synchrotron

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synchrotron:

see particle acceleratorparticle accelerator,
apparatus used in nuclear physics to produce beams of energetic charged particles and to direct them against various targets. Such machines, popularly called atom smashers, are needed to observe objects as small as the atomic nucleus in studies of its
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synchrotron

[′siŋ·krə‚trän]
(nucleonics)
A device for accelerating electrons or protons in closed orbits in which the frequency of the accelerating voltage is varied (or held constant in the case of electrons) and the strength of the magnetic field is varied so as to keep the orbit radius constant.
References in periodicals archive ?
The Australian Government, through the National Innovation and Science Agenda, has committed $520 million to the operation of the Australian Synchrotron over the period 2016-2026, a portion of which is contingent on ANSTO securing third party capital investment for new beamlines.
If people had no access to synchrotrons then a lot of science wouldn't be done.
By revealing molecule-size details such as these, synchrotrons have also helped scientists create more-absorbent baby diapers, better packaging for potato chips, and higher-performing jet engines.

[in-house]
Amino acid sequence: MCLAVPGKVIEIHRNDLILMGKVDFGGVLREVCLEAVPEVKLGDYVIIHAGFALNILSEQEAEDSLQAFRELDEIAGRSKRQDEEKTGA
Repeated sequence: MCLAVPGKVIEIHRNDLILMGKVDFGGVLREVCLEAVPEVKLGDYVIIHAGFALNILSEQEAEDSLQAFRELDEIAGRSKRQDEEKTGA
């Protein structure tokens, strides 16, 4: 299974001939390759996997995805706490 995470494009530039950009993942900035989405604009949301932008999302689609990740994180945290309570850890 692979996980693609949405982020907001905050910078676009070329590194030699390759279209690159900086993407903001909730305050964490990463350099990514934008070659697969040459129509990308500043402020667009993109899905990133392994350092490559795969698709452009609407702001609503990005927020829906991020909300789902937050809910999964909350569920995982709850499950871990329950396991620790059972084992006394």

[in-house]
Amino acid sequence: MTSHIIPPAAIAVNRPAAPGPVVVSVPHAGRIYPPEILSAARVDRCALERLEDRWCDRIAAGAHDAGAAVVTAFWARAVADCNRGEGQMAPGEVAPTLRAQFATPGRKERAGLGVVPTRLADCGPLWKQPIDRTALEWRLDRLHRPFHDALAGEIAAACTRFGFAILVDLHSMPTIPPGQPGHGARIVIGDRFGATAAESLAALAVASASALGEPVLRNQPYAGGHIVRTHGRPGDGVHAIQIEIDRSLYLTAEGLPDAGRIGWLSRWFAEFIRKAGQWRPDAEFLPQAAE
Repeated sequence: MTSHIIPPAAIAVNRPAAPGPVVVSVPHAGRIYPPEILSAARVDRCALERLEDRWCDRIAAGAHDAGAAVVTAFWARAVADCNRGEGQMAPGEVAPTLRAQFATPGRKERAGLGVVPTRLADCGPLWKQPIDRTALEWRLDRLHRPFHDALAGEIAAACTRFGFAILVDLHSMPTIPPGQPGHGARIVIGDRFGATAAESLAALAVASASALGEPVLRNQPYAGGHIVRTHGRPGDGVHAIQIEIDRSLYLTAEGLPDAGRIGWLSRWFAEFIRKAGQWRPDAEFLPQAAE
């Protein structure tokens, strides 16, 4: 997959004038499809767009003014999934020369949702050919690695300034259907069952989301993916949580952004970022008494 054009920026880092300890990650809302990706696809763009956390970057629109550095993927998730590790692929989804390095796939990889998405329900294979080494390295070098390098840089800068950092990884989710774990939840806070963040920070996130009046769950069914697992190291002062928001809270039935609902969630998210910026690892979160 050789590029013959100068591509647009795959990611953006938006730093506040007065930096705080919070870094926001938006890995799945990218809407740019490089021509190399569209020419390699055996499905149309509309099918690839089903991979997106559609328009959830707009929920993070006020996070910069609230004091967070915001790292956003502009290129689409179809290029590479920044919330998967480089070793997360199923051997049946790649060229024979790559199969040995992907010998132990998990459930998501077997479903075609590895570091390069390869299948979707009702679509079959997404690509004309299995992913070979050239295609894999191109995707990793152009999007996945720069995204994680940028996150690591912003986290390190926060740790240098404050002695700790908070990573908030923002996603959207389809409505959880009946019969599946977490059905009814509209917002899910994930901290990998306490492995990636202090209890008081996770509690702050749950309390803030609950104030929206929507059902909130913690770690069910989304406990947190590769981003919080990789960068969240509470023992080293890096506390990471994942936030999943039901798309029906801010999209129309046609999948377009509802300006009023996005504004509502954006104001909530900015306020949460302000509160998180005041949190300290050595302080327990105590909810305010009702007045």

A collaboration between five state governments, the Commonwealth and New Zealand Governments, 25 Australian universities, CSIRO, ANSTO and other research institutions, synchrotron should drive Australian innovation for years to come, the Minister for Major Projects, Theo Theophanous, said.
Traditionally, synchrotron light sources use multi-GeV electron beams stored in large rings of magnets to generate intense 1 [Angstrong] wavelength radiation.
However, X-ray spectromicroscopy does require that experiments be conducted in close proximity to a synchrotron.
The synchrotron, which was developed in the United States in 1945, drives charged particles to speeds close to that of light around a circular storage ring through the combination of a high-frequency electric field and a low-frequency magnetic field.
University of Western Ontario (UWO) chemistry professor Michael Bancroft, FCIC, has been using and promoting synchrotrons for research for more than 30 years.
Expert structural biologists have been working for two years to develop plans for the beamlines generated by Argonne's Advanced Photon Source, a synchrotron that produces some of the nation's most brilliant x-rays for research.
This will ensure continual access to the unique properties of the Synchrotrons light beams, as researchers will be able to reveal in exquisite detail the innermost structures of a range of materials.